The chaplet prayer contains the first part of the traditional Hail Mary, but ends with the words, "Blessed is the womb that carried Jesus and the breasts that nursed Him. Blessed are those who hear the Word of God and keep it," based on Luke 11: 27-28.

The chaplet focuses on five mysteries of the maternity of Mary: the quickening (when Mary first felt Jesus move in her womb), Jesus' first nursing, His first steps, His first words, and His weaning.

"Here are some things all mothers go through," Father Sauppe said. "It's not esoteric. These are just experiences that women have -- that Mary had. There's a common bond between all mothers and Mary."

The Madonna Chapel, which was designed by several parishioners based on Father Sauppe's paper, is "90 percent done," he said. Pews and chairs are still needed, as well as a painting of a crucifixion scene to hang over the yet-to-be-completed altar.

A traveling display in the corner, put together by parishioner Mary Frank, offers smaller pictures of Mary breastfeeding, as well as holy cards and information on the chapel. The display can be taken from to parish to parish, Father Sauppe said, adding that he is willing to give talks related to breastfeeding and the Madonna Chapel to interested groups.

The chapel also features a nativity set and a passion set showing Mary in prayer before Jesus on the cross.

"Kids can play with them," Father Sauppe said. "It's a visible reminder that Jesus was born for the purpose of dying on the cross. So the chapel isn't just a glorification of motherhood, it's a serious reflection on the mission of Jesus to suffer for us and die for us, and Mary's role in salvation history."

The Madonna Chapel also contains informational brochures on vasectomy and tubal ligation reversals, the moral and physical dangers of contraception, information on natural family planning, and other pro-life themes.

The Blessed Sacrament has been reserved in the chapel since the May 31 dedication, and eucharistic adoration will be offered there every Thursday beginning June 17 from 5 to 8 p.m.

The chapel, which is accessible through a touchpad entry with a code available to parishioners, will also be used for Masses during the winter and possibly for prayer groups or Bible studies.

"Everybody who has seen it has loved it," Father Sauppe said. "The greatest compliment I had was from a young mother whose youngest child is about 4. When she came in and saw it, she said, 'It makes me wish I was breastfeeding again.'"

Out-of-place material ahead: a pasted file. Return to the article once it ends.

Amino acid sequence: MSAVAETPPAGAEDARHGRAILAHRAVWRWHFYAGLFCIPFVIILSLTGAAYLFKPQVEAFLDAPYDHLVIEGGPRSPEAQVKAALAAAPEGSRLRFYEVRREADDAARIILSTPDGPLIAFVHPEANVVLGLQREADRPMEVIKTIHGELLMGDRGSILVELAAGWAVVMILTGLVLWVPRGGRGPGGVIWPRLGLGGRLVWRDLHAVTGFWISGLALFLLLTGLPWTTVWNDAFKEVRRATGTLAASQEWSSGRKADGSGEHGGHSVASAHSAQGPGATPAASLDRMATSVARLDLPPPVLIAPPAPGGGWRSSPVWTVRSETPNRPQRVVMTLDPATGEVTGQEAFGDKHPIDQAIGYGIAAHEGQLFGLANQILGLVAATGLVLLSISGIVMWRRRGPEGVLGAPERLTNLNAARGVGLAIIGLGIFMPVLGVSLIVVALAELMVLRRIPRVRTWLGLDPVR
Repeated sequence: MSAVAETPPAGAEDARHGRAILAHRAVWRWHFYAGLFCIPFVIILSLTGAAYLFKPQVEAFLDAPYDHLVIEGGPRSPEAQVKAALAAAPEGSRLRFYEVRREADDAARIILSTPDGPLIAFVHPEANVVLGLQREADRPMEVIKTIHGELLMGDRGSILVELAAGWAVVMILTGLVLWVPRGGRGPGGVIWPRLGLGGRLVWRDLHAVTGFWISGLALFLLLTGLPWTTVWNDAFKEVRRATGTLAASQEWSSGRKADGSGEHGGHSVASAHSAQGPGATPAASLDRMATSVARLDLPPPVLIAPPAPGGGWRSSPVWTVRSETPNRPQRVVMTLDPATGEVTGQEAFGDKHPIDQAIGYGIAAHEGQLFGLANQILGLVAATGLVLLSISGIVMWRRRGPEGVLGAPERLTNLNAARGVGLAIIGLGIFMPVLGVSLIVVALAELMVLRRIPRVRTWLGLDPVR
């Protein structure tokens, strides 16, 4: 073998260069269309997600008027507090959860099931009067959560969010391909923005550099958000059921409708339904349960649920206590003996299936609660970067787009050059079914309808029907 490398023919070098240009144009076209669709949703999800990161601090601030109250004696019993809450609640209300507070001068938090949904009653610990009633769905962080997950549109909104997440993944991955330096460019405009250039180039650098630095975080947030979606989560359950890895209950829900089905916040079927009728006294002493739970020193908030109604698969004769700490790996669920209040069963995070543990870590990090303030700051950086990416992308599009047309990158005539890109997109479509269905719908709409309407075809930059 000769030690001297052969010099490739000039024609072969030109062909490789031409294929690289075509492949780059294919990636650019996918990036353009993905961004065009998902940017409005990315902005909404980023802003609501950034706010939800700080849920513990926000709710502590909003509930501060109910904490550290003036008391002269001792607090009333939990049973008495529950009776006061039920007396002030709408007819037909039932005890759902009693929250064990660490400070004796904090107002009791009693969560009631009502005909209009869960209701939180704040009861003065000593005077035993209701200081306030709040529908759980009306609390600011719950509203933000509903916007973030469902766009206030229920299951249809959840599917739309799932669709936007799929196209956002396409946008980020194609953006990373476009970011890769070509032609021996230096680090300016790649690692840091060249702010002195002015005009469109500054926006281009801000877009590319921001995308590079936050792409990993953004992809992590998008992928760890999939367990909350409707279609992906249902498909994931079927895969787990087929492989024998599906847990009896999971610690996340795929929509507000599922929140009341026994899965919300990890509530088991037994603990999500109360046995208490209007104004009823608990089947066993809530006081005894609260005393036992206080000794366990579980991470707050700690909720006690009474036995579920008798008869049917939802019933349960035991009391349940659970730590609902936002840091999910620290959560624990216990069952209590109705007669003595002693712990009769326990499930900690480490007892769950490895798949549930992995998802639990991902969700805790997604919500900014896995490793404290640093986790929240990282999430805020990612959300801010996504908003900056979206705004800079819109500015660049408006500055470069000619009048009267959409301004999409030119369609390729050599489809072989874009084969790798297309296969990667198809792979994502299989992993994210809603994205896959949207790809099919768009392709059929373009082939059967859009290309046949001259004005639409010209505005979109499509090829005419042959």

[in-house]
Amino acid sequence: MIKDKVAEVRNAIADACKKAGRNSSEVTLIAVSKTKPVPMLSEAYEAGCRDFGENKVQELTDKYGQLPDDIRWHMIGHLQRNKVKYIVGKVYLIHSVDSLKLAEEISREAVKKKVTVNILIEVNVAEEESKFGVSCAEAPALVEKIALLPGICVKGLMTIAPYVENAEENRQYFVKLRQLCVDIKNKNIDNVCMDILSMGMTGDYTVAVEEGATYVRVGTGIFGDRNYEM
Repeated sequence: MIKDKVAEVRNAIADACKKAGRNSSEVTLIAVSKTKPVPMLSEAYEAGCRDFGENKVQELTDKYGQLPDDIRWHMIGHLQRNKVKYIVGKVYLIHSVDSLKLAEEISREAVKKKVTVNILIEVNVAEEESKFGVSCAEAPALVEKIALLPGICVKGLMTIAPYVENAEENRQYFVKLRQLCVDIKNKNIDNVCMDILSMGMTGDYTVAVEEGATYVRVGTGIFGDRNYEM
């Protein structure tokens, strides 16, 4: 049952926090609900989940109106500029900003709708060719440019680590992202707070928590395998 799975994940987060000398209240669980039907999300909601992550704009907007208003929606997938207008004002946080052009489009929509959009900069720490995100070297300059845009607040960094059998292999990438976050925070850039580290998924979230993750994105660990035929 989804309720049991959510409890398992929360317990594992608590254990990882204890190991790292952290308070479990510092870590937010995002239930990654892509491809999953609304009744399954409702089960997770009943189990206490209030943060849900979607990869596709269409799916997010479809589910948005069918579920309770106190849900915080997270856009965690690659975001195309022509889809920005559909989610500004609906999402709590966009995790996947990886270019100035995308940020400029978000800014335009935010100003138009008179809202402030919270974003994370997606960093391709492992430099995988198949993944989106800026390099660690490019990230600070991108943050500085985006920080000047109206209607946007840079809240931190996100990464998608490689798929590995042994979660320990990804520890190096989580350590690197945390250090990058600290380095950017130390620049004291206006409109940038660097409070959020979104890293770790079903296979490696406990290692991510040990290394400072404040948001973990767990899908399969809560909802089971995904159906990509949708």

"That's what I want to elicit out of women -- the maternal desire," he added.

Will display relics of new 'pro-life saint'

Surrounded by Marian images from the early church to the 16th century, one modern-day photograph stands out in the new Madonna Chapel at Sacred Heart Parish in Annawan.

The subject of the photograph is the church's new "pro-life saint," St. Gianna Molla, holding one of her children.

Representatives from the Society of Blessed Gianna Beretta Molla, based in the Philadelphia area, will visit Sacred Heart Parish on Oct. 30-31 to speak about the saint's life. The public will also have the opportunity to venerate some of her relics.

St. Gianna, an Italian mother of four and pediatrician, was canonized May 16 by Pope John Paul II. She died in 1962 seven days after giving birth to her fourth child, which she refused to abort after doctors discovered a large ovarian tumor that required surgery.

Instead of having her entire uterus removed, which would have killed her two-month old fetus, she insisted that surgeons remove only what was necessary and allow the baby to live to term, despite the risk to herself.

Many miracles have already been attributed to St. Gianna's relics, according to Father Timothy Sauppe, pastor of Sacred Heart. He especially encouraged women with problem pregnancies or who have difficulty conceiving to view the relics in October.

The Society of Blessed Gianna will also visit St. Mark's Parish in Peoria in conjunction with the Annawan stop. More details will appear in a future issue of The Catholic Post.